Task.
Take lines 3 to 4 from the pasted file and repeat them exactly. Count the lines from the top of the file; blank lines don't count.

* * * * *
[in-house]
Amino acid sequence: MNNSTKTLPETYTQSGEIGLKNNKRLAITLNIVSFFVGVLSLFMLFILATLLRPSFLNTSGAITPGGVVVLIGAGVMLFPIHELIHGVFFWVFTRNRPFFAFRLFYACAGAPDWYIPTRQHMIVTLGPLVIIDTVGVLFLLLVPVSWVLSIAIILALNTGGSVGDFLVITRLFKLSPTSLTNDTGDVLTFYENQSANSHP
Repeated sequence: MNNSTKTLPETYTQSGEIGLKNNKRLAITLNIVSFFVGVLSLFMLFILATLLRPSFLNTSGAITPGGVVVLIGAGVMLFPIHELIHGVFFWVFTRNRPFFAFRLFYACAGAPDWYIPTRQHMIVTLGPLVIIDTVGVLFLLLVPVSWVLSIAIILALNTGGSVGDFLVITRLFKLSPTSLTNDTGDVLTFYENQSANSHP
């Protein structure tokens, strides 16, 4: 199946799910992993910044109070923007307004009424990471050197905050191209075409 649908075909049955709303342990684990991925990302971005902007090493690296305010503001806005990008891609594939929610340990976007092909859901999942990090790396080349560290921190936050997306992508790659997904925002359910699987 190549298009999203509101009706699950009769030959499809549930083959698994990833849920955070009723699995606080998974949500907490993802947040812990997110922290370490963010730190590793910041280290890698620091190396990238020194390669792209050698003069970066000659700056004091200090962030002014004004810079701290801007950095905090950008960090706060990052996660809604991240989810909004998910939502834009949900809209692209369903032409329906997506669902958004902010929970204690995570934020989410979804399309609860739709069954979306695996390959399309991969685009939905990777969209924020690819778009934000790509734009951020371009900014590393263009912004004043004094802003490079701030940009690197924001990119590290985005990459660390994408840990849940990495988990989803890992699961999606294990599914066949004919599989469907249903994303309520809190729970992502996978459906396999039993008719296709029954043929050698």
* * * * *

Repeated sequence: MNNSTKTLPETYTQSGEIGLKNNKRLAITLNIVSFFVGVLSLFMLFILATLLRPSFLNTSGAITPGGVVVLIGAGVMLFPIHELIHGVFFWVFTRNRPFFAFRLFYACAGAPDWYIPTRQHMIVTLGPLVIIDTVGVLFLLLVPVSWVLSIAIILALNTGGSVGDFLVITRLFKLSPTSLTNDTGDVLTFYENQSANSHP
């Protein structure tokens, strides 16, 4: 199946799910992993910044109070923007307004009424990471050197905050191209075409 649908075909049955709303342990684990991925990302971005902007090493690296305010503001806005990008891609594939929610340990976007092909859901999942990090790396080349560290921190936050997306992508790659997904925002359910699987 190549298009999203509101009706699950009769030959499809549930083959698994990833849920955070009723699995606080998974949500907490993802947040812990997110922290370490963010730190590793910041280290890698620091190396990238020194390669792209050698003069970066000659700056004091200090962030002014004004810079701290801007950095905090950008960090706060990052996660809604991240989810909004998910939502834009949900809209692209369903032409329906997506669902958004902010929970204690995570934020989410979804399309609860739709069954979306695996390959399309991969685009939905990777969209924020690819778009934000790509734009951020371009900014590393263009912004004043004094802003490079701030940009690197924001990119590290985005990459660390994408840990849940990495988990989803890992699961999606294990599914066949004919599989469907249903994303309520809190729970992502996978459906396999039993008719296709029954043929050698």